The Bannock Point Petroforms are figures laid out on bedrock in the forms of turtles, snakes and humans, and also in abstract patterns. Anishinabe and other First Nations people believe that they were left here long ago for the benefit of all people that might visit this site to receive their teachings and healing.
There are no fixed interpretations of the figures. There are many levels of understanding, therefore, many ways to interpret the teachings. With each visit they can become more and more meaningful. An introduction to petroforms is available in the publication Petroforms of Manitoba, which is distributed at Whiteshell park offices and at Public Information Services in Winnipeg.
The petroforms sites are sacred places used from time to time by First Nations people for ceremonial purposes. If ceremonies are in progress we suggest that you postpone your visit. Please respect this place as you would your church, synagogue, mosque or other place of worship.
Park Interpreters offer guided tours of the Bannock Point Petroforms throughout the summer. The interpreters will offer insight and share knowledge of the Petroform site and their importance. Tours are approximately 1.5 hours long and are free of charge. Please bring a hat and drinking water to make the experience more enjoyable.
For more information please contact:
Whiteshell Park Interpreter: 204-369-3157
|Teaching Places, Healing Places:
the Petroforms of Manitoba
What are Petroforms?
Interpretation of Individual Petroforms
An Archaeological Perspective
A Fragile Heritage
Figure 1: Petroform which may represent a scroll teaching (Historic Resources Branch)
Members of the Midewewin, a society of healers, practise a code of ethics that promotes a long and healthy life through a commitment to the values of wisdom, love, respect, courage, honesty, humility and truth. The membership provide spiritual, physical and emotional healing to all who come seeking help. Increased knowledge in the use of natural medicines and in the power to heal are recognized by the member's passage through four to eight stages or "degrees." Advancement from one degree to another involves intensive periods of instruction, quests for spiritual knowledge, and initiation rites. The details of these rituals were often recorded in picture form on birchbark scrolls. Petroforms also may be recordings of these teachings.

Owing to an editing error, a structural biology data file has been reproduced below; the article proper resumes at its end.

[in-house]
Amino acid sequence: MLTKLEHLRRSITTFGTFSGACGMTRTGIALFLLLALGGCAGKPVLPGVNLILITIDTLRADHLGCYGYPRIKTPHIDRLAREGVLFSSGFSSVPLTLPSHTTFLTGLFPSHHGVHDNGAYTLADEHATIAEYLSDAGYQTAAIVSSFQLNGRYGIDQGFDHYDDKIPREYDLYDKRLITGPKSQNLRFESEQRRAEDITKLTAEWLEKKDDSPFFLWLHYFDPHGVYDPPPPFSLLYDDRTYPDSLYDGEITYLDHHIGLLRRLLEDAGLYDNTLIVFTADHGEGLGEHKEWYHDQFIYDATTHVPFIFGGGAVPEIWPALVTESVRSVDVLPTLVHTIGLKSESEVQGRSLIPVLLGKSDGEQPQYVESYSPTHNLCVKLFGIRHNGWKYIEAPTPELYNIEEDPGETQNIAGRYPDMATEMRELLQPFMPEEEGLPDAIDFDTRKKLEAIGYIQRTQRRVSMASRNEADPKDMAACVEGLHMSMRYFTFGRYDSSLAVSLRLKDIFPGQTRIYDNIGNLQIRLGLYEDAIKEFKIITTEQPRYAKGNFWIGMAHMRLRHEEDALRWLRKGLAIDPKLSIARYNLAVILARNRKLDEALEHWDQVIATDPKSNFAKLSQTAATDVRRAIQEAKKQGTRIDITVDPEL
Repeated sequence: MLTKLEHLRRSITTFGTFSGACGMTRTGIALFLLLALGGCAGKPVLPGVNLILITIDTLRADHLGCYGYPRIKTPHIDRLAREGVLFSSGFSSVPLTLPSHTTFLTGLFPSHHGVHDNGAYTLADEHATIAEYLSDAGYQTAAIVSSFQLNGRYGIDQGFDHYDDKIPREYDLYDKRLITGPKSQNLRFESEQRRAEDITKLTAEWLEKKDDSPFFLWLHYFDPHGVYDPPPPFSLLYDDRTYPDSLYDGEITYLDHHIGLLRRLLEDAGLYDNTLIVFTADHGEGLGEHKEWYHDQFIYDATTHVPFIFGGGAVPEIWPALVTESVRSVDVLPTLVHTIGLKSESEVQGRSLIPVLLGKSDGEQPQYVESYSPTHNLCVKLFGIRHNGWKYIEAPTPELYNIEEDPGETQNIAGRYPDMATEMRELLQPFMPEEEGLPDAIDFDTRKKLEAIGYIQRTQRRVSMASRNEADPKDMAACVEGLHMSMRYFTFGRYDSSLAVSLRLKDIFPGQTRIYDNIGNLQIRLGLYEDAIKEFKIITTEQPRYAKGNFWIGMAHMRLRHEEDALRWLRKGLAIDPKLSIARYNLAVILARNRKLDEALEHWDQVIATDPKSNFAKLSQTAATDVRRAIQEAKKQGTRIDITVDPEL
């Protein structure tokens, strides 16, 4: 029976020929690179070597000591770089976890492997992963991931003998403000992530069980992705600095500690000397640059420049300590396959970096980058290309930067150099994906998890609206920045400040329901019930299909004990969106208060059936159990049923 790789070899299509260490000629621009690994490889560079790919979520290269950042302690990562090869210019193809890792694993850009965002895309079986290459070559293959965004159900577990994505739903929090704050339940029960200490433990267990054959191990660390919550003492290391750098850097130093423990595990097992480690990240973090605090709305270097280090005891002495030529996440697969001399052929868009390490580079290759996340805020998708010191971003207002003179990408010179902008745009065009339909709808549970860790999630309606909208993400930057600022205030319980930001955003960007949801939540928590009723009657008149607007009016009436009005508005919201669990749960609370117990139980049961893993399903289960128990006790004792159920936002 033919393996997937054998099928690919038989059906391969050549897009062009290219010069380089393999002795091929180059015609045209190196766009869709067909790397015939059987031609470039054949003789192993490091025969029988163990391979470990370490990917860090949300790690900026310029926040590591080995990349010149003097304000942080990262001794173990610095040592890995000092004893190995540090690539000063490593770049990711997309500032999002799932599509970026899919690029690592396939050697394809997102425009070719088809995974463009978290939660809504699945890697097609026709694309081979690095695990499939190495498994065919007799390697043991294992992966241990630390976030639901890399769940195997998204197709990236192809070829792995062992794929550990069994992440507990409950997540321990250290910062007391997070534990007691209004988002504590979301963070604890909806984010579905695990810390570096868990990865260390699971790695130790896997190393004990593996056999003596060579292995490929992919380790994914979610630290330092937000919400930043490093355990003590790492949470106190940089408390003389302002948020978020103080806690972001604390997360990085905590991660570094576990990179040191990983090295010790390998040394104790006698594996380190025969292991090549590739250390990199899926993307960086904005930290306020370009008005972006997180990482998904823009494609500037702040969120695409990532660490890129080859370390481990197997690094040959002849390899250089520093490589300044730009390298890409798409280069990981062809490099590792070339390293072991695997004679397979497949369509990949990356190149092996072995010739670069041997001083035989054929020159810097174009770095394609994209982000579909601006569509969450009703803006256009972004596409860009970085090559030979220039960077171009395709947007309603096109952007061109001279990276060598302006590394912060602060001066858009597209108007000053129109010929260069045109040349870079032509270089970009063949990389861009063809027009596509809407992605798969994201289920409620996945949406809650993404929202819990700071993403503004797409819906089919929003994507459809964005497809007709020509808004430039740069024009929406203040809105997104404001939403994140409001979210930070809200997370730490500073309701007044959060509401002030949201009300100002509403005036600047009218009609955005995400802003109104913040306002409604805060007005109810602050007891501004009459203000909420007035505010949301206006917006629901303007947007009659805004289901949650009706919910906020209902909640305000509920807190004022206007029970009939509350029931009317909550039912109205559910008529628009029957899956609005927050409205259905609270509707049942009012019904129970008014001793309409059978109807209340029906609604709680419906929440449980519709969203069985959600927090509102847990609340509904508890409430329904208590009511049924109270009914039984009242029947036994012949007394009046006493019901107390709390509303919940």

Petroforms are defined as features formed by the placement (not piling) of stones to create the outlines of figures or shapes. The stones or small boulders are arranged on bedrock outcrops in the shapes of snakes, turtles, humans and geometric forms. Archaeologists group petroforms with rock paintings or "pictographs" and refer to them as "rock art," although both are thought to have been made by Native people for religious purposes. It seems likely that petroforms were intentionally built in remote places so that whatever ceremonies were conducted there could be done privately.
In a study conducted in 1989-1990 for the Manitoba Parks Branch, the Roseau River Three Fires Society, a local chapter of a larger international group of traditional "people of the Midewewin," interpreted several of the petroforms. Their explanation of the meaning of the following petroforms should not be considered the only authentic or correct version. Rather, their interpretations illustrate how the petroforms can be used for teaching purposes. Other Native groups or individuals may view the petroforms in different, but equally valid ways: